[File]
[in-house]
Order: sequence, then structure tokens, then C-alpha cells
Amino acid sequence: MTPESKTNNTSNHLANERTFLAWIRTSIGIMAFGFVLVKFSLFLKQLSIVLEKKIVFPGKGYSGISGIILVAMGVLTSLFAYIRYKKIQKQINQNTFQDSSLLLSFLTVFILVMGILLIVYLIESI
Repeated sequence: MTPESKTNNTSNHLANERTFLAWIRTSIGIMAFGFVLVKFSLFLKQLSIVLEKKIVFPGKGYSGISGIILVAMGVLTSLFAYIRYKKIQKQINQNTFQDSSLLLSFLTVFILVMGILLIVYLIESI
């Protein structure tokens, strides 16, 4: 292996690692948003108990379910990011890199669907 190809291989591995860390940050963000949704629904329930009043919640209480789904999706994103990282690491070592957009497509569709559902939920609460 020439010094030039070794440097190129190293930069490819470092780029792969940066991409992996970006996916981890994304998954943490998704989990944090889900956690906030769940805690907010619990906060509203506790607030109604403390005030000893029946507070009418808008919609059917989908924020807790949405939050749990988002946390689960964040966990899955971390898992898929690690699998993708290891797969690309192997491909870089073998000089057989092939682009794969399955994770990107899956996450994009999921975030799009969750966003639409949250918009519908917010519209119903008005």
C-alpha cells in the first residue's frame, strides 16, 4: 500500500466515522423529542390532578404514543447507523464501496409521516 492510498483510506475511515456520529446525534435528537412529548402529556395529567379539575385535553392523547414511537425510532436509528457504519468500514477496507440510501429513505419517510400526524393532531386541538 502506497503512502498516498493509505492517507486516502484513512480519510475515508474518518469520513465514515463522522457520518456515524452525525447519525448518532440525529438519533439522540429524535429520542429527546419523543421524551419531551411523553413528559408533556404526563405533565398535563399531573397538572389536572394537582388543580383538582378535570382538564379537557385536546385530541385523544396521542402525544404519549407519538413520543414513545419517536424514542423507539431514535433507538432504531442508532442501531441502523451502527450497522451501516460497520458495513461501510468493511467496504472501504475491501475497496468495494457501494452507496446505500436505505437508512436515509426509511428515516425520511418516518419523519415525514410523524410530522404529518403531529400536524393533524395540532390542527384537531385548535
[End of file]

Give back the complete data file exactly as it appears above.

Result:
[in-house]
Order: sequence, then structure tokens, then C-alpha cells
Amino acid sequence: MTPESKTNNTSNHLANERTFLAWIRTSIGIMAFGFVLVKFSLFLKQLSIVLEKKIVFPGKGYSGISGIILVAMGVLTSLFAYIRYKKIQKQINQNTFQDSSLLLSFLTVFILVMGILLIVYLIESI
Repeated sequence: MTPESKTNNTSNHLANERTFLAWIRTSIGIMAFGFVLVKFSLFLKQLSIVLEKKIVFPGKGYSGISGIILVAMGVLTSLFAYIRYKKIQKQINQNTFQDSSLLLSFLTVFILVMGILLIVYLIESI
């Protein structure tokens, strides 16, 4: 292996690692948003108990379910990011890199669907 190809291989591995860390940050963000949704629904329930009043919640209480789904999706994103990282690491070592957009497509569709559902939920609460 020439010094030039070794440097190129190293930069490819470092780029792969940066991409992996970006996916981890994304998954943490998704989990944090889900956690906030769940805690907010619990906060509203506790607030109604403390005030000893029946507070009418808008919609059917989908924020807790949405939050749990988002946390689960964040966990899955971390898992898929690690699998993708290891797969690309192997491909870089073998000089057989092939682009794969399955994770990107899956996450994009999921975030799009969750966003639409949250918009519908917010519209119903008005």
C-alpha cells in the first residue's frame, strides 16, 4: 500500500466515522423529542390532578404514543447507523464501496409521516 492510498483510506475511515456520529446525534435528537412529548402529556395529567379539575385535553392523547414511537425510532436509528457504519468500514477496507440510501429513505419517510400526524393532531386541538 502506497503512502498516498493509505492517507486516502484513512480519510475515508474518518469520513465514515463522522457520518456515524452525525447519525448518532440525529438519533439522540429524535429520542429527546419523543421524551419531551411523553413528559408533556404526563405533565398535563399531573397538572389536572394537582388543580383538582378535570382538564379537557385536546385530541385523544396521542402525544404519549407519538413520543414513545419517536424514542423507539431514535433507538432504531442508532442501531441502523451502527450497522451501516460497520458495513461501510468493511467496504472501504475491501475497496468495494457501494452507496446505500436505505437508512436515509426509511428515516425520511418516518419523519415525514410523524410530522404529518403531529400536524393533524395540532390542527384537531385548535